We scour the media each week for our favourite Four stories around the innovations, campaigns and voices which are keeping arts and culture alive despite the current crisis, across the resilient cultural sectors our team promotes, including: books; visual art; architecture and design; museums; and performing arts.
Artist Sam Winston has made an open call for ‘darkness residency’ participants as part of his immersive project A Delicate Sight, reports The Guardian. These ‘darkness residencies’ invite you to spend hours in complete blackout, before writing something inspired by heightened senses, identity, imagination and sensory reduction. Well known participants include the author and 2019 Booker Prize winner Bernardine Evaristo, the poet and former Jerwood Compton poetry fellow Raymond Antrobus, and the 2019 Booker Prize longlisted author Max Porter. Find out how to get involved here.
Hay Festival digital
Hay Festival has announced its fully digital festival this week, reports The Bookseller. The festival boasts an impressive line-up, featuring a range of well-known authors and thinkers, with a lot of familiar faces including Booker Prize winner Margaret Atwood, 2019 Baillie Gifford Prize winner Hallie Rubenhold and Booker Prize shortlisted author Elif Shafak. There’s also a special collaboration between our clients the Wordsworth Trust and the Arts and Humanities Research Council for ‘Wordsworth 250’, celebrating the 250th year since the poet’s birth. Check out Hay’s website for full details of the line-up, which features Benedict Cumberbatch and Stephen Fry, among other well known faces.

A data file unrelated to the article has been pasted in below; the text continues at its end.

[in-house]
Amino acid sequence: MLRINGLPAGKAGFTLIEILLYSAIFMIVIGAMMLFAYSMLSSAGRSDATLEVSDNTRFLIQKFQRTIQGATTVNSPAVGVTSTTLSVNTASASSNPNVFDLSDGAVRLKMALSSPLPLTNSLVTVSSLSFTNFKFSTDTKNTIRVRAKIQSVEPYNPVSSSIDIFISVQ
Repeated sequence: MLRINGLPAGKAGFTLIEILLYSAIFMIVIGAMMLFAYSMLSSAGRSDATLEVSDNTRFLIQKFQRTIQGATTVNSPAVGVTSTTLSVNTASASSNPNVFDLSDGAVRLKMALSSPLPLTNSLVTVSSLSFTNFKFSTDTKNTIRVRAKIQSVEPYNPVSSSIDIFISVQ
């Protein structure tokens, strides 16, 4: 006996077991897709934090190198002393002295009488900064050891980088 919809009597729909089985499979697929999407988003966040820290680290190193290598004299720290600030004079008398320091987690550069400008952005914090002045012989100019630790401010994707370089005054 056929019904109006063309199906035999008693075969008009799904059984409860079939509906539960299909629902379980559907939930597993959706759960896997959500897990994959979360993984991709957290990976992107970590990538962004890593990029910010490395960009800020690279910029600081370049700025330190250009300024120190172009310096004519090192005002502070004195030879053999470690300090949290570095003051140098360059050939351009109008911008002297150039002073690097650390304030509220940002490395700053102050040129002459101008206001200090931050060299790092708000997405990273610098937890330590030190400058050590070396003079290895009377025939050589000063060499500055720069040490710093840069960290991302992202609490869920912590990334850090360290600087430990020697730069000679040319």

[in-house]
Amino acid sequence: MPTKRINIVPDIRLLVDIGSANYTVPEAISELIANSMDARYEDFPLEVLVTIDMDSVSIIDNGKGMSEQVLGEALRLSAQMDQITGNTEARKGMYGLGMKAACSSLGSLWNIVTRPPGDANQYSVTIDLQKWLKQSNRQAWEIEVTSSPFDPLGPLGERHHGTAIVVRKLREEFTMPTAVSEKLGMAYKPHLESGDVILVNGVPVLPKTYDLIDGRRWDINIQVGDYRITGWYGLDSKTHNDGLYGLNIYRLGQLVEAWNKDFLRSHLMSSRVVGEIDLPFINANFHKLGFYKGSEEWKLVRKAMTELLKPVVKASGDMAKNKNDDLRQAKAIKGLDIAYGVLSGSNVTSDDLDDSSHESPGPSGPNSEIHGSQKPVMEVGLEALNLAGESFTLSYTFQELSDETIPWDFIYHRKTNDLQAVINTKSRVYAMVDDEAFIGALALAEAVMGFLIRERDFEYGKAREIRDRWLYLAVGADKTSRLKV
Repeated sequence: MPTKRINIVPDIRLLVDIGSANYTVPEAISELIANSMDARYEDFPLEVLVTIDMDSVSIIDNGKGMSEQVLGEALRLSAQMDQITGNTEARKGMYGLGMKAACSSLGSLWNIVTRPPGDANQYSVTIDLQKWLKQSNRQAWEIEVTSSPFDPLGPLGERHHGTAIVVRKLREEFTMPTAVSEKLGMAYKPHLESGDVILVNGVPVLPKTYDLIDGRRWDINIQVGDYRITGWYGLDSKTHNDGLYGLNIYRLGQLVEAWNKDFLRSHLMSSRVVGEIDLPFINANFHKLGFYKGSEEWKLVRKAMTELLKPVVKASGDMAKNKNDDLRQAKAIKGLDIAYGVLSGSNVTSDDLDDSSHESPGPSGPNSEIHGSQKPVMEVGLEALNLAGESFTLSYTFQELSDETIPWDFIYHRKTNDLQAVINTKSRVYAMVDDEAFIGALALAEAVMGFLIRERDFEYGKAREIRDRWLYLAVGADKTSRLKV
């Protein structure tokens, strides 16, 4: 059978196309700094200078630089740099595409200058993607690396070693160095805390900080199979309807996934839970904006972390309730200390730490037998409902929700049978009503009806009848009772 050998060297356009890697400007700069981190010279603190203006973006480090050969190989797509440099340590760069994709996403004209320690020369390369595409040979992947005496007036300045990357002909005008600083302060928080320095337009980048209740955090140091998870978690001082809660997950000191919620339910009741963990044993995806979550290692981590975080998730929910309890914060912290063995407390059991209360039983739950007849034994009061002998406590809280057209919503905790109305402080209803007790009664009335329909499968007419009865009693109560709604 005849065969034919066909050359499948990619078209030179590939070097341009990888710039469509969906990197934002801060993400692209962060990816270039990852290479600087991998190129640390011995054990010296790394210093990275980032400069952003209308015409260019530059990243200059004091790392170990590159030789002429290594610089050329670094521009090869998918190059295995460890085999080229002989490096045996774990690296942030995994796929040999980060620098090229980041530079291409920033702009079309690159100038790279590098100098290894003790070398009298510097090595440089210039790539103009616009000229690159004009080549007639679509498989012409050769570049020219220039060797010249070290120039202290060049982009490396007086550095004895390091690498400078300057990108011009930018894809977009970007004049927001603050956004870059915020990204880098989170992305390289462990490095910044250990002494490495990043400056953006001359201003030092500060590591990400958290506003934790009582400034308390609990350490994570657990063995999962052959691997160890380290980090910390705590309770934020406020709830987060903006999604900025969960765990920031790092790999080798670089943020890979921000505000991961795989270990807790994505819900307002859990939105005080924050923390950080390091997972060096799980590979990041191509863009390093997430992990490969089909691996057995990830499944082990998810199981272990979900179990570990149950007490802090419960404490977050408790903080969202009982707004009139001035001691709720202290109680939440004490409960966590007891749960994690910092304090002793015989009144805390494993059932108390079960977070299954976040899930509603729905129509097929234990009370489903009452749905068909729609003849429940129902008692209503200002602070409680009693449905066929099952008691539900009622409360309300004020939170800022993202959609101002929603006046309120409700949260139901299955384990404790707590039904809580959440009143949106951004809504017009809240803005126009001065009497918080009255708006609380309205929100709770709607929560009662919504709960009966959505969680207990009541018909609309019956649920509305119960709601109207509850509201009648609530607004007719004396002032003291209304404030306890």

Welcome to Wander…
The Mental Health Foundation has joined up with art galleries and museums to provide virtual tours narrated by some famous voices. The project, entitled Wander, features specially commissioned films and aims to offer inspiration, escapism and meditation during these isolating times. The first episode features Richard E. Grant showing you around V&A exhibitions whilst reciting Alice in Wonderland. It is available to watch here.
Video art flourishes
The Guardian’s new section on lockdown culture has explored the booming popularity of video art this week. Accessibility to art during these surreal times is vital, and with the rise of online usage, video art is perfect for lockdown. Wondering where to start with video art? Our client John Hansard Gallery commissioned artist David Blandy to make two new videos for its new digital programme. The first, How to Fly, is live on its website now.
*Clockwise from top left